For me, the dance and Zoe Keating's score were sufficient in themselves. I like the vision of having a spoken word component voiced by the poet as he meanders in and out, but—my failing—Caldiero's work is sometimes hard to absorb on a first hearing, so its relevance to the piece was not always clear.
Brightening the stage were Synergy's contribution, director Amy Markgraf Jacobsen's "Being Bach," and Youssouf Koumbassa's "Wongai Faré." Because of its Bach score and initial combination of simple movement and complex use of the stage, I kept flashing on Paul Taylor's "Esplanade" with Markgraf Jacobsen's piece. In composition and use of the stage, it harked back to this and others of Taylor's "barefoot ballets." It is a lovely, sweet, energetic piece.

Of special note was Markgraf Jacobesen's way of using her dancers, a large ensemble of younger students. She choreographed to their strengths and used beautiful, intricate floor patterns and groupings as well as entrances and exits to delegate stage time to her dancers according to their abilities. Her more mature dancers got a little extra time onstage, but not to the extent that they upstaged those with less skill or stamina; newer dancers were show to good advantage but not kept onstage so long they were taxed beyond their abilities. Her two soloists, Missy Clearwater and Emily Newell, are dancers of great potential.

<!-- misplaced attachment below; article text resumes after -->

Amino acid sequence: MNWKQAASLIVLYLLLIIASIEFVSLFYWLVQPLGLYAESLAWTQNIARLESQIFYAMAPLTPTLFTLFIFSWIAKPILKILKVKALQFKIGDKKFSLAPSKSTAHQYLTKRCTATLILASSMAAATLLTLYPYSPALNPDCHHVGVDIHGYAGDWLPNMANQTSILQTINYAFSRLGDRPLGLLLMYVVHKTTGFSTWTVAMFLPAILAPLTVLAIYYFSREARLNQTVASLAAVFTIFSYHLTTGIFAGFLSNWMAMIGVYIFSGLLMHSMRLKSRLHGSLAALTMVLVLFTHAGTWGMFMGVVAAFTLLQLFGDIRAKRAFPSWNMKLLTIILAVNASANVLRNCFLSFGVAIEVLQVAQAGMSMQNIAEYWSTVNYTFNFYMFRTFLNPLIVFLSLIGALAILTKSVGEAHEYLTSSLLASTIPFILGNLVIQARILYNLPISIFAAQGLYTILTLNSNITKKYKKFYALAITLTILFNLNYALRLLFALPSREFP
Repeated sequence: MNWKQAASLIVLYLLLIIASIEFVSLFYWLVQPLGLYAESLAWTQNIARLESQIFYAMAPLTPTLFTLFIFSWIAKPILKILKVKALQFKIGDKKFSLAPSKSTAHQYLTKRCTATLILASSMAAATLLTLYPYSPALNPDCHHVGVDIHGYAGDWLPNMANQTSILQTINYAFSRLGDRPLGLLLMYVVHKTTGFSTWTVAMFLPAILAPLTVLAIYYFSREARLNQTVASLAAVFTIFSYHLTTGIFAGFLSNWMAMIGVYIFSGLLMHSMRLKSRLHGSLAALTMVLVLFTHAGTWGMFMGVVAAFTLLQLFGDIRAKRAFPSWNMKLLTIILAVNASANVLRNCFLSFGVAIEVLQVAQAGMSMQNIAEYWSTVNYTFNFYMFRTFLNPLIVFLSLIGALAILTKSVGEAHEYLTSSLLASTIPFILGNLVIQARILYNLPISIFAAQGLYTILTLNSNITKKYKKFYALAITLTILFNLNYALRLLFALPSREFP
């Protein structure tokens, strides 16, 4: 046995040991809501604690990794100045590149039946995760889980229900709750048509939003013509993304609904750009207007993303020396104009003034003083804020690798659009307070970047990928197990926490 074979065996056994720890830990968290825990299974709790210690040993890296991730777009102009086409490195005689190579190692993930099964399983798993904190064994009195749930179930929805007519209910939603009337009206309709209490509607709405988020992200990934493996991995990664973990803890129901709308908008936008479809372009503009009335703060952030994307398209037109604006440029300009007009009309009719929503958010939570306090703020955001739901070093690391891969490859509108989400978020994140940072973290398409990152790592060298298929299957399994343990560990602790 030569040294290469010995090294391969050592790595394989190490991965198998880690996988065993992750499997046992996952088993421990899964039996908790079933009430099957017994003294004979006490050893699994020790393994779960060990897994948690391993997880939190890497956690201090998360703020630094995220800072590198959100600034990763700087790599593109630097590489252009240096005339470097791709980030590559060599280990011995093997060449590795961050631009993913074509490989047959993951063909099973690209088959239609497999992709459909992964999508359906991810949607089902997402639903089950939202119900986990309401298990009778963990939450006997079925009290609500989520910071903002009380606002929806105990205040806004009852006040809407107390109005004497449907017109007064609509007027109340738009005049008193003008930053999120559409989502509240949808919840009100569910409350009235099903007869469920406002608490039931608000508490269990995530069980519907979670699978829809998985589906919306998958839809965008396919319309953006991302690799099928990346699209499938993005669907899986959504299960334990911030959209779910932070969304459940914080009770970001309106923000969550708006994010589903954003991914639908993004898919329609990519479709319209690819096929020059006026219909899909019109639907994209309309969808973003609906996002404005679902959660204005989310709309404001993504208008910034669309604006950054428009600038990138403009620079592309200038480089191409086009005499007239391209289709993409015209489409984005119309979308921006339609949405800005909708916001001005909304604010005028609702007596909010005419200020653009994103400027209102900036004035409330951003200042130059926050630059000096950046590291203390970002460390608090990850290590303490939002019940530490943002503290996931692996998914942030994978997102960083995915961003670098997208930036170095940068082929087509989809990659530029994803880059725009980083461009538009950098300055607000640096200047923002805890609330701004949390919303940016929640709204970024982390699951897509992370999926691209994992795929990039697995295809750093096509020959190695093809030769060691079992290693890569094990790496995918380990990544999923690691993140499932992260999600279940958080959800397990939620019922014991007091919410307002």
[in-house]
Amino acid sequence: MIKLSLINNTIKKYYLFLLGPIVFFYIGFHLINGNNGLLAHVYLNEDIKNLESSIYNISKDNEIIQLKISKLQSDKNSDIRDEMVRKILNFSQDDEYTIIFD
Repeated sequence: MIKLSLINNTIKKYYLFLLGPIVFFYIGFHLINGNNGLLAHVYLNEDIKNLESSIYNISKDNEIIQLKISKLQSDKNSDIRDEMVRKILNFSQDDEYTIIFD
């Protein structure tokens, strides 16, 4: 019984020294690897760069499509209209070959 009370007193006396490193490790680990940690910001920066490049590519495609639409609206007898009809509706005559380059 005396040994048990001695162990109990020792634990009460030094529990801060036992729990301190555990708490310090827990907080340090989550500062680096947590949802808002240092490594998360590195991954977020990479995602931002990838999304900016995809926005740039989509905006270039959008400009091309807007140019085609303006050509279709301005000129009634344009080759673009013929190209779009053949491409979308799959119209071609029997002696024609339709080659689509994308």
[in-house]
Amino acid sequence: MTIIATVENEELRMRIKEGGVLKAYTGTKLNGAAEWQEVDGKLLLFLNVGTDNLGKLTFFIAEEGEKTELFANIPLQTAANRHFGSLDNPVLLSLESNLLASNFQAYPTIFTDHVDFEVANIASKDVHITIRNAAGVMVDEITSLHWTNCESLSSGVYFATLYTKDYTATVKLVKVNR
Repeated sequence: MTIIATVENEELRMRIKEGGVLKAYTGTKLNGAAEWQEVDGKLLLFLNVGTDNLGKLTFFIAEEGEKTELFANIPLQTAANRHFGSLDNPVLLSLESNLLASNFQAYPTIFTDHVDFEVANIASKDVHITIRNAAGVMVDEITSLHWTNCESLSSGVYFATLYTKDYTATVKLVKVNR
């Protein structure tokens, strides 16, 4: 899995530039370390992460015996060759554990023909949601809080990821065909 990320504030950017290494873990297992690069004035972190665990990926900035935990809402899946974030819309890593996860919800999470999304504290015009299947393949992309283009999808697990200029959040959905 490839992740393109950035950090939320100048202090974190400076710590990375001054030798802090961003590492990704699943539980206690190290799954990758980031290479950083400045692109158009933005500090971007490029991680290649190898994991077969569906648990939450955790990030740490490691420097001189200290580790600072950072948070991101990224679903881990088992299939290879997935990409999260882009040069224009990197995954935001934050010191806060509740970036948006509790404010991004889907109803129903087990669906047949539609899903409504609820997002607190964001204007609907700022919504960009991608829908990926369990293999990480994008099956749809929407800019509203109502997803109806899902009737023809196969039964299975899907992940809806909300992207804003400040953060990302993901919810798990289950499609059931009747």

Koumbassa's work is a complete shift in gears from the rest of the program. It is a piece inspired by the movements of the Susu people of Guinea, West Africa. (I'm tempted to say that where there is Kim Strunk, there is dance of the peoples of West Africa; Strunk served as rehearsal director for the piece and is one of the onstage percussionists.) The piece is colorful, incredibly high-energy, and just plain fun. The pulsing beat of the percussion and the infectious enthusiasm of the dancers is the sort of thing that makes it hard to stay in your seat and impossible to sit still.

Boye-Christensen's generous contribution to the program was her 1998 work, "Stirrings II," revised a bit from earlier performances to suit the strengths of the sextet of CDE dancers who performed it. This is one of her strongest and most effective works. Her initial intent was to parallel elements in both Singaporean society and the society of the Shaker religion, in both of which severe restraints are imposed on members who may, deep down, have other ideas about breaking the mold. Big, swooping movements—leaps, sisonnes, seated postures in which the limbs are splayed—alternate with phrases in which the dancers walk in line taking the sort of steps one would be forced to take while wearing a kimono. A fascinating and insightful piece danced perfectly in this new iteration.

Rounding out the bill were Trujillo's "Resilire," a study in impulse, propagation, and reaction, and guest choreographer Susan McLain's "Evening Soul," a dual octet for eight dancers and eight chairs. The former, played against a dissonant, angst-ridden score, has a darker energy; the latter, by contrast, has a gentle, lyrical touch that caresses the senses like the first scented breeze of early summer.